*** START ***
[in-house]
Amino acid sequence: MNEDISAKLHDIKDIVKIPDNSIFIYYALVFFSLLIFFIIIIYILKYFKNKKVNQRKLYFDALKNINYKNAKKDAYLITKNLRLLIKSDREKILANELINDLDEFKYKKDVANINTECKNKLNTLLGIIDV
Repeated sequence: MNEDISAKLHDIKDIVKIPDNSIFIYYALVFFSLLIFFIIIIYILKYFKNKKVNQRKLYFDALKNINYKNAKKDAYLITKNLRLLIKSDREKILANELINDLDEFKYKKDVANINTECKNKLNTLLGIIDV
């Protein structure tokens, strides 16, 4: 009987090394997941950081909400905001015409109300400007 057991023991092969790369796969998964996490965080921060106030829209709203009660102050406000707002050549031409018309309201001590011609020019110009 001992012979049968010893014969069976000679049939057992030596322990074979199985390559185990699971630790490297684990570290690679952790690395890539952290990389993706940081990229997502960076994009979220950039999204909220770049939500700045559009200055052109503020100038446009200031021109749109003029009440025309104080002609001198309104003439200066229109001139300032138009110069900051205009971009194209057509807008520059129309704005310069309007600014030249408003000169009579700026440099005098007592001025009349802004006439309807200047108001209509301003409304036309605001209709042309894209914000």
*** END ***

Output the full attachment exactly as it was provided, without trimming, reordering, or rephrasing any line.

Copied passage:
[in-house]
Amino acid sequence: MNEDISAKLHDIKDIVKIPDNSIFIYYALVFFSLLIFFIIIIYILKYFKNKKVNQRKLYFDALKNINYKNAKKDAYLITKNLRLLIKSDREKILANELINDLDEFKYKKDVANINTECKNKLNTLLGIIDV
Repeated sequence: MNEDISAKLHDIKDIVKIPDNSIFIYYALVFFSLLIFFIIIIYILKYFKNKKVNQRKLYFDALKNINYKNAKKDAYLITKNLRLLIKSDREKILANELINDLDEFKYKKDVANINTECKNKLNTLLGIIDV
């Protein structure tokens, strides 16, 4: 009987090394997941950081909400905001015409109300400007 057991023991092969790369796969998964996490965080921060106030829209709203009660102050406000707002050549031409018309309201001590011609020019110009 001992012979049968010893014969069976000679049939057992030596322990074979199985390559185990699971630790490297684990570290690679952790690395890539952290990389993706940081990229997502960076994009979220950039999204909220770049939500700045559009200055052109503020100038446009200031021109749109003029009440025309104080002609001198309104003439200066229109001139300032138009110069900051205009971009194209057509807008520059129309704005310069309007600014030249408003000169009579700026440099005098007592001025009349802004006439309807200047108001209509301003409304036309605001209709042309894209914000």